While doing some surfing for yet another long-simmering project completely unrelated to the St. Louis one, I came across this report on outsourcing labor to the Philippines. The customer service / call center business is already well-known; the projection that the "aggregate growth rate" for this particular niche would grow by 50 percent to $864 (million?) doesn't look too farfetched at all.

The description of the Philippines' advantages over other Asian countries is rather interesting, though, as it could be read in funny ways:

In Asia, the country is in the best position to gain a large share of e-services contracts in view of the following reasons: affordable quality human resource; affinity to Western culture; strategic location; hospitable lifestyle and expanding infrastructure.

Or, if you will: low salaries, hostility to labor unions, a legacy of colonialism, and the desperation to do anything for cash

But there I am grousing needlessly about what is apparently a genuine economic boom that actually doesn't stink of sweatshop-style exploitation, so I should be a little more positive. I do like the way the dry and rigorous economist language gives way to culturalist explanations of Filipinos' seemingly natural affinity for, in this case, the animation industry:

Demand for Filipino e-services in this area is also enormous in view of the inherent ingenuity, creativity and artistry of the Filipinos. Aside from their artistry, Filipino animators stand out from the rest of the world for their multi-cultural orientation that enables them to internalize storylines and concepts for better artwork and faster execution.

This isn't unfamiliar either: "inherent" cultural traits are also retroactively employed to "explain" Filipinos' supposed "aptitude" for nursing, housecleaning, singing, and so on -- only a shade removed, really, from physical, i.e., racist, characteristics employed in similar fashion, such as small hands (the better to assemble tiny computer chips with) or more flexible backs (the better to pick asparagus with).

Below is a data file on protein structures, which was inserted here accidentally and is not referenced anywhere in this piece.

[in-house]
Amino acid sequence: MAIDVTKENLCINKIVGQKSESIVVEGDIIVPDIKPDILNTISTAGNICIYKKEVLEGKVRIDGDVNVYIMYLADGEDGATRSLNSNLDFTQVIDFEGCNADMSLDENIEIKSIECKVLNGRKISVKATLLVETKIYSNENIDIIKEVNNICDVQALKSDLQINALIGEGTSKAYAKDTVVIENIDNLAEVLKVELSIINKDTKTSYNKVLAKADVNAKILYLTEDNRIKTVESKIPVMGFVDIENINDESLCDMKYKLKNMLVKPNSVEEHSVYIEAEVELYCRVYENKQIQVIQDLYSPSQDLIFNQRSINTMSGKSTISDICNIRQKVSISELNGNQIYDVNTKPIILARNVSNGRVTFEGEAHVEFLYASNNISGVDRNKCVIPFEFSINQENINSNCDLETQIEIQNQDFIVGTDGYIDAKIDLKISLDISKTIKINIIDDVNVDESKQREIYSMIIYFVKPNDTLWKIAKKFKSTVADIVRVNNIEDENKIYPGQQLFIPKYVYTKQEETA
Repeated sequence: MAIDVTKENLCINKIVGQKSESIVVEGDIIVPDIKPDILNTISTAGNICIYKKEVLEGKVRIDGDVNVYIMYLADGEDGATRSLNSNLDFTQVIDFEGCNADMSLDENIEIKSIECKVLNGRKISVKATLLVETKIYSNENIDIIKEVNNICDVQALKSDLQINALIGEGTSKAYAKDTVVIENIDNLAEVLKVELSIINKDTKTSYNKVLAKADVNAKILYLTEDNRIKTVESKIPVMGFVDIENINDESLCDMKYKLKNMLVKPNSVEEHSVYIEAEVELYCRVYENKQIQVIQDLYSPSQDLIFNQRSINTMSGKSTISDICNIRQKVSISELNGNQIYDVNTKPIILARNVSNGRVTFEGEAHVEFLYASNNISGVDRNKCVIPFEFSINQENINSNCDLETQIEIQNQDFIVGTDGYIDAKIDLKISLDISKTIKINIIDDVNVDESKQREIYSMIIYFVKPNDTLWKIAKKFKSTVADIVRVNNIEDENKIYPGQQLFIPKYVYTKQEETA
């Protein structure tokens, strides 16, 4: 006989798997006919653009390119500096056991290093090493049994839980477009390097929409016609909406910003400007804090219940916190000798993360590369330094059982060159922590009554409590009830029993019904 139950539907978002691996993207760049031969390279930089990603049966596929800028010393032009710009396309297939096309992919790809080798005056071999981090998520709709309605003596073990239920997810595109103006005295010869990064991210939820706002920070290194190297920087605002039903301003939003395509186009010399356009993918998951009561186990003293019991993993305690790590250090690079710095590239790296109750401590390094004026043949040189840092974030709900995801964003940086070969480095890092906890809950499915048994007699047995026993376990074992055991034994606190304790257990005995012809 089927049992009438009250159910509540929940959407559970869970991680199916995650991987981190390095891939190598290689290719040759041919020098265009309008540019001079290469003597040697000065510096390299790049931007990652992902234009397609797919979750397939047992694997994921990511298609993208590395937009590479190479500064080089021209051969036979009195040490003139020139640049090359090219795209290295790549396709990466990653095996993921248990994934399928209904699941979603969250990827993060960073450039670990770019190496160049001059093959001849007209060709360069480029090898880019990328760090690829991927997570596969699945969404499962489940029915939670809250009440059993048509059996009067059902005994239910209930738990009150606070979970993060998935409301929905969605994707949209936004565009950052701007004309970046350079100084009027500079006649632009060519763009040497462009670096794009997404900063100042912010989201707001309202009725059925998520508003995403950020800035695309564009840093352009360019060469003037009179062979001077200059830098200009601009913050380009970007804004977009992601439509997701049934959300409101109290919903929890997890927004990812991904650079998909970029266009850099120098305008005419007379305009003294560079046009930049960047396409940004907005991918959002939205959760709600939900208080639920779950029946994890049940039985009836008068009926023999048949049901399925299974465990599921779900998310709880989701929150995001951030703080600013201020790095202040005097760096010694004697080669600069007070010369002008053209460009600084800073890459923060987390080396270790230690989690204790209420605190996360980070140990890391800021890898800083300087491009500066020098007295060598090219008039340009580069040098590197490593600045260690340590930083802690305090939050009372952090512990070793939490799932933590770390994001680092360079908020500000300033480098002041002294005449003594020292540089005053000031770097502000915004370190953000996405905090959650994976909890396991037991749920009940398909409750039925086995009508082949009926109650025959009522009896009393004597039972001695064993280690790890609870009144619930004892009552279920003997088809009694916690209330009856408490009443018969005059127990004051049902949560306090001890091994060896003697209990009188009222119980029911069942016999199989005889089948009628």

Still, there's something quite resonant about that "multi-cultural orientation," one that could be construed a kind of strategic rag-picking engendered by the colonial experience. And that part about internalizing storylines! It's almost... poetic.

One of the aspects of so-called diversity training that makes me wary of it is that it often relies on the kind of reductive stereotyping Vergara is referring to. That occurs when people are listing the 'strengths' of various cultures, ethnicities and races. The supposedly natural ease (subservience?) of Asians. The alleged superior physical strength (brutishness?) of blacks. The presumed guile (sneakiness?) of Jews. Claims like these are packaged as compliments in that situation, sometimes by not being explicit about precisely what is being praised. But, they rely on reclaiming outdated notions about being able to look at a person, group or country and know what the abilities of the individual or individuals are. Meant to be complimentary or not, that is stereoytyping.

Really related

Richard Einhorn and Benny Vergara are energetic people who maintain fine blogs and careers in interesting and stimulating fields. You can buy Einhorn's recording, Voices Of Light, at Amazon. You can order Vergara's book, Displaying Filipinos: Photography and Colonialism in Early 20th Century Philippines through links on his blog.

5:54 PM